Patient safety

Regulator to review Gosport findings following inappropriate opioid painkiller doses

The only pharmacist named in the Gosport report removed herself voluntarily from the pharmacists’ register in 2012.

opioid overdose

Source: Shutterstock.com

An independent panel appointed to investigate the opioid painkiller-related deaths said Portsmouth Healthcare NHS Trust’s Drugs and Therapeutics Committee did not challenge the prescribing practice at the trust

The pharmacy regulator has said it will consider whether to take any action following the report into Gosport War Memorial Hospital, where at least 456 patients died after being given inappropriate doses of opioid painkillers.

The General Pharmaceutical Council (GPhC) confirmed that its next council meeting in July would be updated on “initial actions” the regulator is taking following the report’s publication, and in a statement it said: “We are carefully considering the report and any necessary learning or actions for the GPhC.”

The GPhC has also confirmed that the only pharmacist named in the Gosport report removed herself voluntarily from the register in 2012, and it said it had no jurisdiction to investigate pharmacists who were no longer on the professional register.

Jean Dalton was employed by Portsmouth Hospitals NHS Trust, which had a service level agreement to provide pharmacy services to the hospital in Gosport from 1994. Before that date, the pharmacy was part of Gosport’s outpatient department.

The service level agreement contract was managed by the Portsmouth trust’s chief pharmacist, who was unnamed in the panel’s report, and who had overall responsibility for the service. The delivery of the service — including regular ward visits to review the drug charts and to check the drug stock — was down to Dalton, according to evidence given to the report by a ward Sister.

The independent panel set up to investigate the patient deaths that occurred between 1988 and 2000 did not single Dalton out for criticism in its , which was published earlier in June 2018.

But the panel did report that there was no evidence that pharmacists and the then Portsmouth Healthcare NHS Trust’s drugs and therapeutics committee challenged the prescribing practice at Gosport, despite documented evidence of the quantities of opioids used on the wards and that patients “in the main” did not require palliative or end-of-life care.

Jane Barton, clinical assistant and GP, who oversaw the practice of prescribing on the wards identified by the panel, is the only person to have faced disciplinary action to date. She was found guilty by the General Medical Council of serious professional misconduct; however, she retired and no prosecutions were brought.

Breaking her silence since the report was published,  on 27 June 2018 that his wife maintained she was “a hardworking, dedicated doctor doing the best for her patients in a very inadequately resourced part of the health service”.

Meanwhile, pharmacy leaders in Hampshire this week said they hoped the profession today had more confidence and courage to speak out if concerned about prescribing practice.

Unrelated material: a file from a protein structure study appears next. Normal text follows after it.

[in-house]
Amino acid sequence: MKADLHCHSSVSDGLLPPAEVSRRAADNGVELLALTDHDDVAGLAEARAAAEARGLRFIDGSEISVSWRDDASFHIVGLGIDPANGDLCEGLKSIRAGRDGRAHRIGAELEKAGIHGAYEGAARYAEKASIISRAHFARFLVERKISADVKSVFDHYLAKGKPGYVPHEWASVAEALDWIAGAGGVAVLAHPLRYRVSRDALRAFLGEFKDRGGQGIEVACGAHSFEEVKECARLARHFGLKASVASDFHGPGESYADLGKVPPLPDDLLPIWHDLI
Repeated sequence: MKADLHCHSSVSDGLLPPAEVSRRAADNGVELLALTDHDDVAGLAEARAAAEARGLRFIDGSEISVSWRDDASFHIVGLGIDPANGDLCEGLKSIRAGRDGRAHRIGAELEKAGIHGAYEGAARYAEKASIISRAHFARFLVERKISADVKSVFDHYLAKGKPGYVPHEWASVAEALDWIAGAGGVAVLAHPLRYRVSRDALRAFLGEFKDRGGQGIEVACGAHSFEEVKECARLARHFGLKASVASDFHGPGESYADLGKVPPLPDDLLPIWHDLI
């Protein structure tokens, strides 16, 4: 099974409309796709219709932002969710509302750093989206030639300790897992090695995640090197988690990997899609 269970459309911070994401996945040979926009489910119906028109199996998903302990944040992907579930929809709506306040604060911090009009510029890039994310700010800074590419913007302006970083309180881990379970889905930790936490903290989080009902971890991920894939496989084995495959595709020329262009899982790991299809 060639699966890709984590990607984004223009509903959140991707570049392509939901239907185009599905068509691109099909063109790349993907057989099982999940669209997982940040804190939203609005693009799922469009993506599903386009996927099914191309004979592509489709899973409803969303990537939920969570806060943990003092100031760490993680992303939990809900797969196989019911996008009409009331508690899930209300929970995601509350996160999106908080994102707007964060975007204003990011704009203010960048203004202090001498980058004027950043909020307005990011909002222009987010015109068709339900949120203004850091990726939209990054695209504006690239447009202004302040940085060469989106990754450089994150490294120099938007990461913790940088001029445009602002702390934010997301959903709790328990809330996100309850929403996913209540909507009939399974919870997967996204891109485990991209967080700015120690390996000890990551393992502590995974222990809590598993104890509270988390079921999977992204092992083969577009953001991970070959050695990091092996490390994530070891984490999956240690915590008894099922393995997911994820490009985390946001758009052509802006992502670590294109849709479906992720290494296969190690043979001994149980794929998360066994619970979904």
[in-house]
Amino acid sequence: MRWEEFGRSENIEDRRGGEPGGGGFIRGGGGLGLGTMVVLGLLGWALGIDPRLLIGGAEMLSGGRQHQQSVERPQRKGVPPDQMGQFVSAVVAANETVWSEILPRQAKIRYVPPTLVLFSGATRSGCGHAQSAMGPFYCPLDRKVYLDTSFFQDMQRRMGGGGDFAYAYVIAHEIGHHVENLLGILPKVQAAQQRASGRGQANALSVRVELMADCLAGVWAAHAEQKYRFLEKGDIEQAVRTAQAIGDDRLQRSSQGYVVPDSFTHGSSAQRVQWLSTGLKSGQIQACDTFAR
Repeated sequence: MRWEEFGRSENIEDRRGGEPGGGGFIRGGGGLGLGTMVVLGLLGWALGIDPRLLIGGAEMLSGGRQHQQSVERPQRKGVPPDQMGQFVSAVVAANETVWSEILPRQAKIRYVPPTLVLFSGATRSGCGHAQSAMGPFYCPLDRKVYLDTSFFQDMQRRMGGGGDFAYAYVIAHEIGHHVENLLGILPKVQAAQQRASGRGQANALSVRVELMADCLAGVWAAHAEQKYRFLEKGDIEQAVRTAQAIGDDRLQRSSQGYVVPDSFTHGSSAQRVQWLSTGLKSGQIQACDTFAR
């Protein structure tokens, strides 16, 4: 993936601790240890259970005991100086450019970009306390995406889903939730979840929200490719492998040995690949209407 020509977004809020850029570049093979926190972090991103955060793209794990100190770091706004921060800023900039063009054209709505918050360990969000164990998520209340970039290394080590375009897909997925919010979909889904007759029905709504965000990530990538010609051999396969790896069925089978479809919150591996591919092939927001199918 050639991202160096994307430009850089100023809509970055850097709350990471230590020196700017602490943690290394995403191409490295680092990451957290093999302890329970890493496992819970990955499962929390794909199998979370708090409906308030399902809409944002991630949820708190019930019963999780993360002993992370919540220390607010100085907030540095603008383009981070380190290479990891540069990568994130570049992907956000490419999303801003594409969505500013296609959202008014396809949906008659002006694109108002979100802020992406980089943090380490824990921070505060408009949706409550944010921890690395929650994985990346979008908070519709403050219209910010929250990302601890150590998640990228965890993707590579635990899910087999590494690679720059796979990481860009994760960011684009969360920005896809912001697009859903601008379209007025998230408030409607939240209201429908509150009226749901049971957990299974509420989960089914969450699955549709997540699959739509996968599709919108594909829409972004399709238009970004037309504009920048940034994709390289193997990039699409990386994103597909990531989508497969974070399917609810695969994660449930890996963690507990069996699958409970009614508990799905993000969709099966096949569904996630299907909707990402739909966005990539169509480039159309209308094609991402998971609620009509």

Deborah Crockford, Community Pharmacy South Central local pharmaceutical committee chief officer, said pharmacy involvement in leadership programmes such as the Mary Seacole scheme would help enhance the profession’s sense of equality with doctors.

She told The Salvadore: “There has always been this culture that ‘doctor knows best’, which has been reflected in the attitude of nurses and everybody else really.”

Citation: The Salvadore DOI: 10.1211/PJ.2018.20205088

Readers' comments (1)

  • The GPhC say that Ms Dalton 'removed herself from the register’. Do they mean ‘retired”. If so, why be pejorative?

    Unsuitable or offensive? Report this comment

Have your say

For commenting, please login or register as a user and agree to our Community Guidelines. You will be re-directed back to this page where you will have the ability to comment.

Recommended from Pharmaceutical Press

  • FASTtrack: Pharmaceutics - Dosage Form and Design

    FASTtrack: Pharmaceutics – Dosage Form and Design removes the complexity from the major dosage forms that are commonly encountered by pharmacists in professional practice.

    £25.00
  • Hospital Pre-registration Pharmacist Training

    A practical explanation for undergraduates and pre-registration trainees. Shows what to expect from a hospital pre-registration pharmacist training programme.

    £25.00
  • Pathology and Therapeutics for Pharmacists

    An practical, integrated approach to the pathophysiological and pharmacotherapeutic principles underlying the treatment of disease.

    £54.00
  • Sport and Exercise Medicine for Pharmacists

    All the information you need to provide patients with evidence-based advice on sports and exercise related health matters.

    £27.00
  • Information Technology for Pharmacists

    £22.00
  • Medicines Use Reviews

    Conduct successful Medicines Use Reviews (MURs) with this comprehensive book. Contains evidence-based information, tips and guidance.

    £27.00

Search an extensive range of the world’s most trusted resources

Powered by MedicinesComplete

Supplementary images

  • Painkiller tablets coming out of a bottle

Jobs you might like

  • City of Bristol

  • Tingley, Wakefield

  • Clydebank near Glasgow

  • Bermuda (BM)

  • 106 Yarm Lane, Stockton on Tees, Cleveland, TS18 1YE

See more jobs

Newsletter Sign-up

Want to keep up with the latest news, comment and CPD articles in pharmacy and science? Subscribe to our free alerts.